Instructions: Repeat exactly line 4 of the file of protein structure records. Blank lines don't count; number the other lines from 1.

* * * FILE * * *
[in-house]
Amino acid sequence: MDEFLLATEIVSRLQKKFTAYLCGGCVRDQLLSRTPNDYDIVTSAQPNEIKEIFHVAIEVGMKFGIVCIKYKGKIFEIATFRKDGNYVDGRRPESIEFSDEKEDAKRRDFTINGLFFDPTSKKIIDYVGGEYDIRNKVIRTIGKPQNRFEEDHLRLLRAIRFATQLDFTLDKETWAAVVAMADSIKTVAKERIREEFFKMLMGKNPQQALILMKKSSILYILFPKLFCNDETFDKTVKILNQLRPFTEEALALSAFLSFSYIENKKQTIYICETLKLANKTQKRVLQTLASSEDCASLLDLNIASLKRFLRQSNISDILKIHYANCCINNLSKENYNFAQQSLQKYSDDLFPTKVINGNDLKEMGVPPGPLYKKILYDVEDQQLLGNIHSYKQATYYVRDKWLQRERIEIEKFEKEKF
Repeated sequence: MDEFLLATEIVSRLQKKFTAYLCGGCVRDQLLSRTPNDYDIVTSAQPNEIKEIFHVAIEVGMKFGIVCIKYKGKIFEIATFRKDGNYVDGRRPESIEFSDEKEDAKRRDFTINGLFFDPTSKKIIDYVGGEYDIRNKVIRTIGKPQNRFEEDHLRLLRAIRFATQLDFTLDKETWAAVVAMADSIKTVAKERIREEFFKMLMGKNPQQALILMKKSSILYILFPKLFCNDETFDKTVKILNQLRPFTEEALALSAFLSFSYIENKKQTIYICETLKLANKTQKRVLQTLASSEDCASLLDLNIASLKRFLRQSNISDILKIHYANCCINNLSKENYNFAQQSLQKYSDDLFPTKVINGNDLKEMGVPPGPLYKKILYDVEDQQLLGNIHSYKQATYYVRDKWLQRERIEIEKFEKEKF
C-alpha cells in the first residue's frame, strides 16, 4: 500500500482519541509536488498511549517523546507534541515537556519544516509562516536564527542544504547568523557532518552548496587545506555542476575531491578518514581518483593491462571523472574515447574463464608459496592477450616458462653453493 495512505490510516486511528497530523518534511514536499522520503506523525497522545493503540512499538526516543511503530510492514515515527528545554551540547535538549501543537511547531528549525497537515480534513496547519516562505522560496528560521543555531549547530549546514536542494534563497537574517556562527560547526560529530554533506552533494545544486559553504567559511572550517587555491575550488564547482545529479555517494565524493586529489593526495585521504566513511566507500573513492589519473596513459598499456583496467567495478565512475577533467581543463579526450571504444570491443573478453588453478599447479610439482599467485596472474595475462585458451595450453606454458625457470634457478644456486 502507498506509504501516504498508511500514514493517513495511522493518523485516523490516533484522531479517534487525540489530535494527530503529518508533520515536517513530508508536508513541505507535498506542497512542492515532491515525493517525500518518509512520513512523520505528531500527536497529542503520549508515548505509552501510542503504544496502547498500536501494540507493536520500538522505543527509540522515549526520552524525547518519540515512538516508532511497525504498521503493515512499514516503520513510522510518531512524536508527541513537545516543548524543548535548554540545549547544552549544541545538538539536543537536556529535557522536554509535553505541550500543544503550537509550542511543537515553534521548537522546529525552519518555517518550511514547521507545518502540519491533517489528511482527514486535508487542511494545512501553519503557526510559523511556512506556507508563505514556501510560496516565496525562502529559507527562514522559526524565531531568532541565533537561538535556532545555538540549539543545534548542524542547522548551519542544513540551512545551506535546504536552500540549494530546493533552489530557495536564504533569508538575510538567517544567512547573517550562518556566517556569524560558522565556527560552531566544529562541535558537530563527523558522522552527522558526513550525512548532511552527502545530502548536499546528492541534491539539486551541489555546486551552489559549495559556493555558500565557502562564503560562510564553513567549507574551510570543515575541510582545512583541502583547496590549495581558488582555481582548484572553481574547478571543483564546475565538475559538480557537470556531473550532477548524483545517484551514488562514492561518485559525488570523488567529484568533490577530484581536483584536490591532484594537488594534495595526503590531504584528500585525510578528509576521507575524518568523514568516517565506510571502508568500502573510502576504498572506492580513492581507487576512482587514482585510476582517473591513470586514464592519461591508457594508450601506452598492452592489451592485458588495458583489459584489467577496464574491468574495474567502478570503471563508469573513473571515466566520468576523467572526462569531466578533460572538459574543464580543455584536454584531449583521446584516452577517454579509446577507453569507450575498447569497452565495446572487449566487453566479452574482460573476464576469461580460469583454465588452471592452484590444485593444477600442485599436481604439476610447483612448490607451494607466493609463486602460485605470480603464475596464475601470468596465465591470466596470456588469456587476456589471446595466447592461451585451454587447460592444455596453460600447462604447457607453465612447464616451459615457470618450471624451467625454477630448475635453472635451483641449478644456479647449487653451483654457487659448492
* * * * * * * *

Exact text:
C-alpha cells in the first residue's frame, strides 16, 4: 500500500482519541509536488498511549517523546507534541515537556519544516509562516536564527542544504547568523557532518552548496587545506555542476575531491578518514581518483593491462571523472574515447574463464608459496592477450616458462653453493 495512505490510516486511528497530523518534511514536499522520503506523525497522545493503540512499538526516543511503530510492514515515527528545554551540547535538549501543537511547531528549525497537515480534513496547519516562505522560496528560521543555531549547530549546514536542494534563497537574517556562527560547526560529530554533506552533494545544486559553504567559511572550517587555491575550488564547482545529479555517494565524493586529489593526495585521504566513511566507500573513492589519473596513459598499456583496467567495478565512475577533467581543463579526450571504444570491443573478453588453478599447479610439482599467485596472474595475462585458451595450453606454458625457470634457478644456486 502507498506509504501516504498508511500514514493517513495511522493518523485516523490516533484522531479517534487525540489530535494527530503529518508533520515536517513530508508536508513541505507535498506542497512542492515532491515525493517525500518518509512520513512523520505528531500527536497529542503520549508515548505509552501510542503504544496502547498500536501494540507493536520500538522505543527509540522515549526520552524525547518519540515512538516508532511497525504498521503493515512499514516503520513510522510518531512524536508527541513537545516543548524543548535548554540545549547544552549544541545538538539536543537536556529535557522536554509535553505541550500543544503550537509550542511543537515553534521548537522546529525552519518555517518550511514547521507545518502540519491533517489528511482527514486535508487542511494545512501553519503557526510559523511556512506556507508563505514556501510560496516565496525562502529559507527562514522559526524565531531568532541565533537561538535556532545555538540549539543545534548542524542547522548551519542544513540551512545551506535546504536552500540549494530546493533552489530557495536564504533569508538575510538567517544567512547573517550562518556566517556569524560558522565556527560552531566544529562541535558537530563527523558522522552527522558526513550525512548532511552527502545530502548536499546528492541534491539539486551541489555546486551552489559549495559556493555558500565557502562564503560562510564553513567549507574551510570543515575541510582545512583541502583547496590549495581558488582555481582548484572553481574547478571543483564546475565538475559538480557537470556531473550532477548524483545517484551514488562514492561518485559525488570523488567529484568533490577530484581536483584536490591532484594537488594534495595526503590531504584528500585525510578528509576521507575524518568523514568516517565506510571502508568500502573510502576504498572506492580513492581507487576512482587514482585510476582517473591513470586514464592519461591508457594508450601506452598492452592489451592485458588495458583489459584489467577496464574491468574495474567502478570503471563508469573513473571515466566520468576523467572526462569531466578533460572538459574543464580543455584536454584531449583521446584516452577517454579509446577507453569507450575498447569497452565495446572487449566487453566479452574482460573476464576469461580460469583454465588452471592452484590444485593444477600442485599436481604439476610447483612448490607451494607466493609463486602460485605470480603464475596464475601470468596465465591470466596470456588469456587476456589471446595466447592461451585451454587447460592444455596453460600447462604447457607453465612447464616451459615457470618450471624451467625454477630448475635453472635451483641449478644456479647449487653451483654457487659448492